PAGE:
Motor thalamus integration of cortical, cerebellar and basal ganglia information: implications for normal and parkinsonian conditions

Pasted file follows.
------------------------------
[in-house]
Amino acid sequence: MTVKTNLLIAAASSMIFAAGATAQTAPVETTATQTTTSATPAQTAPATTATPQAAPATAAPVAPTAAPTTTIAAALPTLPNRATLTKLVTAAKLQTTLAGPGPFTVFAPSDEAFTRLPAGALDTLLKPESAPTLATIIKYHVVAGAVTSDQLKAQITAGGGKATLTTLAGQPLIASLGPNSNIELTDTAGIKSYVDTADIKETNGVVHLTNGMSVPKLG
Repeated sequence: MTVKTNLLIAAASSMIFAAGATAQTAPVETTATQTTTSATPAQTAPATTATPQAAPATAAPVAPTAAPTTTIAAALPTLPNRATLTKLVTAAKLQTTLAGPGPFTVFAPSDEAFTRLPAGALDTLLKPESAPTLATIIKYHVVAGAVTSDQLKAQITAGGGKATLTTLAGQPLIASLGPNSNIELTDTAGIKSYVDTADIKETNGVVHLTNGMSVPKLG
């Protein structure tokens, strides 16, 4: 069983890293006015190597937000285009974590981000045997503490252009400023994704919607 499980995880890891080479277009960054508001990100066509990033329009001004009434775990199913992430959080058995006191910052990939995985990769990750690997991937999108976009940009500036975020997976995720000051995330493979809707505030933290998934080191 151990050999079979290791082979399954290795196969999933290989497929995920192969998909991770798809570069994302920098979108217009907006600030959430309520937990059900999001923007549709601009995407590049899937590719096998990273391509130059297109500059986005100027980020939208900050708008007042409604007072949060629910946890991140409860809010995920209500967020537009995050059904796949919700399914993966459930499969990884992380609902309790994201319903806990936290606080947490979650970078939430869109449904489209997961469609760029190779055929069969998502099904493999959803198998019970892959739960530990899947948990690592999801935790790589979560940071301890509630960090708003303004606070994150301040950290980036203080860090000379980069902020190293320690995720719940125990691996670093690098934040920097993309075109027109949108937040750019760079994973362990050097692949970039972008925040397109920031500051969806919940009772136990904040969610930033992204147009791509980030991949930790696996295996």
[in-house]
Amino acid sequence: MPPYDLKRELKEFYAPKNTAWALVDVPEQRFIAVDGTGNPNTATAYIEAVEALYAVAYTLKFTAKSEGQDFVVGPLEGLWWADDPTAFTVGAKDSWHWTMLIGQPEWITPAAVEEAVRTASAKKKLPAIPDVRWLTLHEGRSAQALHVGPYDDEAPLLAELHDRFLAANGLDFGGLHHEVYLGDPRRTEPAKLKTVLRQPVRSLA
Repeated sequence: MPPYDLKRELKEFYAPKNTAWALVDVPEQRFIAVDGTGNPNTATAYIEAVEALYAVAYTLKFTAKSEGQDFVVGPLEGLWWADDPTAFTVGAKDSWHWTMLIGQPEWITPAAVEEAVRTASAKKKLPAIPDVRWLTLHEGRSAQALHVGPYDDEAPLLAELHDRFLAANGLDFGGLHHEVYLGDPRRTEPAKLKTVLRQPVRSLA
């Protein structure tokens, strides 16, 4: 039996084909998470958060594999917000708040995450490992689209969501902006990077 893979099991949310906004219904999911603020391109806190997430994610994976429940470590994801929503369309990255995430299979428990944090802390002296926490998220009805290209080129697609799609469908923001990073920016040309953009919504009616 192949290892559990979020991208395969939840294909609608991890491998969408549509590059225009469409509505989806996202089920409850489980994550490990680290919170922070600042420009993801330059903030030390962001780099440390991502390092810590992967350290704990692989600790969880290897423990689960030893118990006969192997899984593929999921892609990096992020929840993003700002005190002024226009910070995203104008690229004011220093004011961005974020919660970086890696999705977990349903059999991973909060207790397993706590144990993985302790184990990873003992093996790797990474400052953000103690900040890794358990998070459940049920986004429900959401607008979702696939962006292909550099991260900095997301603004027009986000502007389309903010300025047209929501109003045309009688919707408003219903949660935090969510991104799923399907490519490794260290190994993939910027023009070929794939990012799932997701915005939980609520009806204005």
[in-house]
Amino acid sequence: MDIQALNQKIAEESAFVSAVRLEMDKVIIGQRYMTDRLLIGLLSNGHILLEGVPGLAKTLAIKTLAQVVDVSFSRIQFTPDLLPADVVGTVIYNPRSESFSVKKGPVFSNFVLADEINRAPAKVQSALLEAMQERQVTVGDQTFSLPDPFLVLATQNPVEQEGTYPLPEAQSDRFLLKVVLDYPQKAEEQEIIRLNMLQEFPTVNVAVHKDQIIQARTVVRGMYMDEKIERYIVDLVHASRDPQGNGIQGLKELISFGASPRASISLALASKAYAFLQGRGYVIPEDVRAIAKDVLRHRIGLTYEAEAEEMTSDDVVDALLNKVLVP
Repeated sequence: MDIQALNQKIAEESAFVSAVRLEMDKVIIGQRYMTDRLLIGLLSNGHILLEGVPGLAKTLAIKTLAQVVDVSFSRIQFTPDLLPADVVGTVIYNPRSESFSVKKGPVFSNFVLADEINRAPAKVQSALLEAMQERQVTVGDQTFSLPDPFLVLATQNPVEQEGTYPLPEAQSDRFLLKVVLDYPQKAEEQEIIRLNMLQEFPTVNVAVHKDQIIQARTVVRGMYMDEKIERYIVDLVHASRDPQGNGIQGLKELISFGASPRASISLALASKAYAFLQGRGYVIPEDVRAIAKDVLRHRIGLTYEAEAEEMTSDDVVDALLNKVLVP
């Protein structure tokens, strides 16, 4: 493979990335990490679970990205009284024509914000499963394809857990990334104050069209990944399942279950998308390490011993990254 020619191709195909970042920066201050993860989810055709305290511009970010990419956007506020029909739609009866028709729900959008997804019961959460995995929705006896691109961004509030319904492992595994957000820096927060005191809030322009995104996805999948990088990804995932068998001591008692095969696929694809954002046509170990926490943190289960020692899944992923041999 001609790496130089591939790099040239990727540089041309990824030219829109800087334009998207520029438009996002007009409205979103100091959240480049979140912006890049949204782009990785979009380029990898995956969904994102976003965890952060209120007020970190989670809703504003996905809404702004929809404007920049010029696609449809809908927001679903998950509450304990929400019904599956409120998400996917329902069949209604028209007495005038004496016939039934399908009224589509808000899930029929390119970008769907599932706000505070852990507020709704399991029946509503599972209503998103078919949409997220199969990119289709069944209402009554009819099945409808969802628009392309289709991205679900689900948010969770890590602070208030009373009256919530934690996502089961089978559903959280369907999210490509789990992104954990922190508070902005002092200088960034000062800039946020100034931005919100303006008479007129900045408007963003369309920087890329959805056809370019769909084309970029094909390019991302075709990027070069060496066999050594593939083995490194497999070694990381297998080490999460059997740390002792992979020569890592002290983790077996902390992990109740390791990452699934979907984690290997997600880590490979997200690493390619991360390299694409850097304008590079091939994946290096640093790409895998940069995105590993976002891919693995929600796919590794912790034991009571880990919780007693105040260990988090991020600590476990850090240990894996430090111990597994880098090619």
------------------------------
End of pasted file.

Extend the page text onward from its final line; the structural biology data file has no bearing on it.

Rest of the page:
In the motor, somatosensory, and auditory systems of rodents and cats, the corticothalamic connection is composed of a main projection formed by small endings and a minor projection terminating with giant endings. To establish whether the corticothalamic projection originating from motor cortical areas in primates exhibits the same duality, the anterograde tracer biotinylated dextran amine was injected in eight macaque monkeys in the primary motor (M1; n = 3), the supplementary motor (SMA; n = 3) and the dorsal premotor (PMd; n = 2) cortical areas to label corticothalamic axons. The corticothalamic projection originating from these three motor cortical areas was characterized by the presence of axon terminals constituting the same two types of endings, observed both as boutons en passant and terminaux. The population of small endings exhibited a mean cross-sectional maximum diameter of 0.95 microm (S.D. = 0.23), a range of diameters not overlapping that of giant endings (mean diameter = 3.46 microm, S.D. = 0.74 microm). Topographically, the giant endings originating from M1 were located in the same thalamic nucleus (ventroposterolateral nucleus, oral part) in which the small endings were found. In contrast, the giant endings originating from SMA and PMd were located in a thalamic nucleus (mediodorsal nucleus) distinct from the main termination zone formed by small endings. Along the rostrocaudal axis, the giant endings were distributed in a restricted zone, irrespective of the origin of the projection (M1, SMA, PMd). The dual morphology of corticothalamic endings, previously found in rodents and cats, is present in the motor system of subhuman primates for both primary and nonprimary motor cortical areas.